Wednesday, December 2, 2009

Priestly abuse and rational choice

Want to hook up with a gay guy at university? Go to a seminarian party. That the Catholic priesthood is strongly disproportionately gay helps explain why the priestly sexual abuse of minor cases are overwhelmingly of males (along with access: when in 1994 the Church allowed girls to be altar assistants, the proportion of female victims of clerical sexual abuse rose). But, given that gays are such a small proportion of the population, if they are a large proportion of seminarians and priests, then naturally the average level of vocation is probably going to be lower. The real point being that Catholic doctrine doesn’t give believing gay Catholics much choice: decreed to lives of erotic solitude by Church doctrine, the priesthood becomes the least-worst option for gay Catholics who accept the Church’s teaching on sexuality. A point reinforced by one study that found only 1-in-7 heterosexual priests strayed from celibacy, but 3-in-8 homosexual priests did while 76% of heterosexual priests said they would certainly chose the priesthood again but only 53% of homosexual priests did.

The above figures come from a fascinating rational choice analysis of priestly sexual abuse of minors—Sexual Misconduct of Roman Catholic Priests: A Rational Choice Perspective by Christine Brickman—whose major flaw is a failure to grasp this point about why Catholic priests are so disproportionately homosexual.
The version of the study I found when it was online was a draft, and had a few obvious editing mistakes (note 13 says falsely perceived by homosexuals when it clearly means heterosexuals, on page 13 it says uncompromising positions when it means compromising positions) and uncompleted footnotes. But it is still full of information and a largely persuasive analysis. The model adopts a two-stage rational choice model of deviant behaviour. The first stage is a matter of constraints (resources and standards) and the second of utility maximisation:
expected utility = benefit of crime – (probability of punishment * cost of punishment)
It uses the data from the John Jay study of priestly abuse from 1950-1992. The study found a low, but rising, level of abuse in the period to 1960, a high and rising level of abuse in the period 1960-1980 and a rapidly falling level of abuse since 1980. The author divides this into the pre-conciliar period to 1965, the conciliar period 1965-1980 and the post-conciliar period. This does not quite accord with the evidence given the sharp increase in 1960-65, but if one assumes that conciliar changes were ‘in the wind’ before Vatican II wound up, it does not seem a major problem.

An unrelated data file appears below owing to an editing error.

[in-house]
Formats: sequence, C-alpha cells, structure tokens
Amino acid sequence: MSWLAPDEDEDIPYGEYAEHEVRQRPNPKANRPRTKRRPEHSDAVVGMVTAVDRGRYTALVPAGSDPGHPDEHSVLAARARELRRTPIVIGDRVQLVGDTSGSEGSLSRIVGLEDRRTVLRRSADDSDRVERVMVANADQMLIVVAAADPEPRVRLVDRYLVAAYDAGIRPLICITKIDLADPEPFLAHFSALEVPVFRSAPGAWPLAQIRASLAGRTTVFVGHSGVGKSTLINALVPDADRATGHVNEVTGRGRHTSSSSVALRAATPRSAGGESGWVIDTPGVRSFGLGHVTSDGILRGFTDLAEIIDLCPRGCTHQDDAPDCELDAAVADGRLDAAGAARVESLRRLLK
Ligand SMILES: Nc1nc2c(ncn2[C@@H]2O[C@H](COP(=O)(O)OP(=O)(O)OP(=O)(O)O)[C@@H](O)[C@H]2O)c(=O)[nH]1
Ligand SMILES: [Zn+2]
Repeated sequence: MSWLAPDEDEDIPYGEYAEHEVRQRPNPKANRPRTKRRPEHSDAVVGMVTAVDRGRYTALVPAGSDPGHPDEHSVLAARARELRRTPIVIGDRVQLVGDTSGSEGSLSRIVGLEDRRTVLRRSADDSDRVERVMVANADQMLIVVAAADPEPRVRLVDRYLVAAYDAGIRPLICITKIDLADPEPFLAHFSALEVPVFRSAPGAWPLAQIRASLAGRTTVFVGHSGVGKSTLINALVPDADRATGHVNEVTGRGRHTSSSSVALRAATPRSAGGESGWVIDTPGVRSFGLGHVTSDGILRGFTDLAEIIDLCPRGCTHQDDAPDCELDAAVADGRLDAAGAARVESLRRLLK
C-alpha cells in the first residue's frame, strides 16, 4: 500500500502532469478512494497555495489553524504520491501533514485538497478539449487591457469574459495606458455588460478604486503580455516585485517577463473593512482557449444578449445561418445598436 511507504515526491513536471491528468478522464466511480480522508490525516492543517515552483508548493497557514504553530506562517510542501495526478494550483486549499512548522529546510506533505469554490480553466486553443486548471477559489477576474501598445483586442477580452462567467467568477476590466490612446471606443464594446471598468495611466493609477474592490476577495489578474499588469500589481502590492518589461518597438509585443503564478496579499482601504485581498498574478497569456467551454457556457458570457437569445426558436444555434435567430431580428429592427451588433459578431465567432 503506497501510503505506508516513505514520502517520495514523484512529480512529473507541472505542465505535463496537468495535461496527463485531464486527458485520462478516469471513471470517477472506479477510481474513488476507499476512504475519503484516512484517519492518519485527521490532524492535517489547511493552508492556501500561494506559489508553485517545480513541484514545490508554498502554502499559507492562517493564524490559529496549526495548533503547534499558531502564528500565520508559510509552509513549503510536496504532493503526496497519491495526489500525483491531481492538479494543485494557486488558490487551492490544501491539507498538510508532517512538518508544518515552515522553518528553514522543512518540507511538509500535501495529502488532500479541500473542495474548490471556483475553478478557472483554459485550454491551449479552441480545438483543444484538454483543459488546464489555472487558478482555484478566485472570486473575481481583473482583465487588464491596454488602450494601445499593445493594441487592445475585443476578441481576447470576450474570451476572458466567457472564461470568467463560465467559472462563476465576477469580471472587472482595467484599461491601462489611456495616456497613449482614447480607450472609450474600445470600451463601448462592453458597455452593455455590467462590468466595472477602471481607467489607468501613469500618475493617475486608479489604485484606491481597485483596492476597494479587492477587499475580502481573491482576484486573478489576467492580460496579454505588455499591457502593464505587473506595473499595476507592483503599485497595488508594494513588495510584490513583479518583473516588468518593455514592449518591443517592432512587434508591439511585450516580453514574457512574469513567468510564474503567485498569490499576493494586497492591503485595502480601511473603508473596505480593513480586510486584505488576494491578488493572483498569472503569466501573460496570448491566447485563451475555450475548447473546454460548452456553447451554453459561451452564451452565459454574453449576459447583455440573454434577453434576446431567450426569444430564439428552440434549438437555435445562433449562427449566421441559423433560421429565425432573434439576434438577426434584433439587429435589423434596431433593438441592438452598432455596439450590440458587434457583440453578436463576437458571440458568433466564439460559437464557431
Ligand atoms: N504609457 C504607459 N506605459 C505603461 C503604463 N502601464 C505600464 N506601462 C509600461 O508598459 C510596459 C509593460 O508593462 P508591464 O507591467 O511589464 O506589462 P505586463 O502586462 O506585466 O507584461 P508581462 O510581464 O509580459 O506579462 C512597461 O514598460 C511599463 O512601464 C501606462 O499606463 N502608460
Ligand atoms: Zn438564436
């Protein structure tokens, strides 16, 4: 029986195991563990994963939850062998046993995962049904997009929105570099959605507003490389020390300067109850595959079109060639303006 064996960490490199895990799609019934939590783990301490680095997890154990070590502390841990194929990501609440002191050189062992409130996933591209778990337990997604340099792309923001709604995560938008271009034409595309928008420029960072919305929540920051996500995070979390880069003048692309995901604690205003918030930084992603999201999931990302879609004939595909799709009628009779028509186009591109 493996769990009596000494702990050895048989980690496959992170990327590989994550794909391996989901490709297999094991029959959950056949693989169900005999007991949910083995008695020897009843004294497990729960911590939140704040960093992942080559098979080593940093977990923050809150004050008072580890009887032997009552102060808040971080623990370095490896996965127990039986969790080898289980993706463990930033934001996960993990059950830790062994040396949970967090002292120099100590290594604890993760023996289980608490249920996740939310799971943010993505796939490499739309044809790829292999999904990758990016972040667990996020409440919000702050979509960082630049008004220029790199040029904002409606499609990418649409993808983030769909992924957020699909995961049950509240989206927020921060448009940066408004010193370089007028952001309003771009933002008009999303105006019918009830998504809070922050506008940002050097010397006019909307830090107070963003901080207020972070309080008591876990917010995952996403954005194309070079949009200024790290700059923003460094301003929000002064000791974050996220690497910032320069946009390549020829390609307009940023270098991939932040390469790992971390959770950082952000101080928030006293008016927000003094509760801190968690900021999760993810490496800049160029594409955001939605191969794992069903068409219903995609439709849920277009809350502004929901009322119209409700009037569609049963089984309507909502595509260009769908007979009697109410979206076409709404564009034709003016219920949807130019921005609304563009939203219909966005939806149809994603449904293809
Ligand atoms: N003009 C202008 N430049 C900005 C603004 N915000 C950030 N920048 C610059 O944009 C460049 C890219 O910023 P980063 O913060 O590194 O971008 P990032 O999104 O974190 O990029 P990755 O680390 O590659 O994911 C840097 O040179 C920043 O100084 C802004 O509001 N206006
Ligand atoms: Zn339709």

Basically, the author argues that, prior to the Vatican II changes going through, priestly training (particularly in assisting developing psycho-sexual maturity) was poor. Strong normative constraints kept this in check prior to 1960 (though rates of abuse were rising). Vatican II and the social changes of the 1960s saw a loosening of constraints (both internal and external) that resulted in a sharp rise in abuse coinciding with a flight from the priesthood (reducing the incentive of the Church to deal with the issue in the face of a priest shortage). In the post-conciliar period, strong normative constraints were re-imposed, priestly spare time and other access declined, the likelihood of punishment increased and training improved (the average age at ordination also rose significantly). Hence the lowering levels of abuse, and a rise in the average age of the victim over the 52 year period of the study from 11.5 to 13.87 years. (In the period 1990-2002, 55% of victims were boys aged 15-17, 30% were girls aged 15-17: the proportion of victims who were 15-17 year old boys had risen continually from almost 20% in the 1950s, while the proportion who were 15-17 year old girls had risen from almost 10% in the 1950s to almost 30% in the 1970s then plateaued.)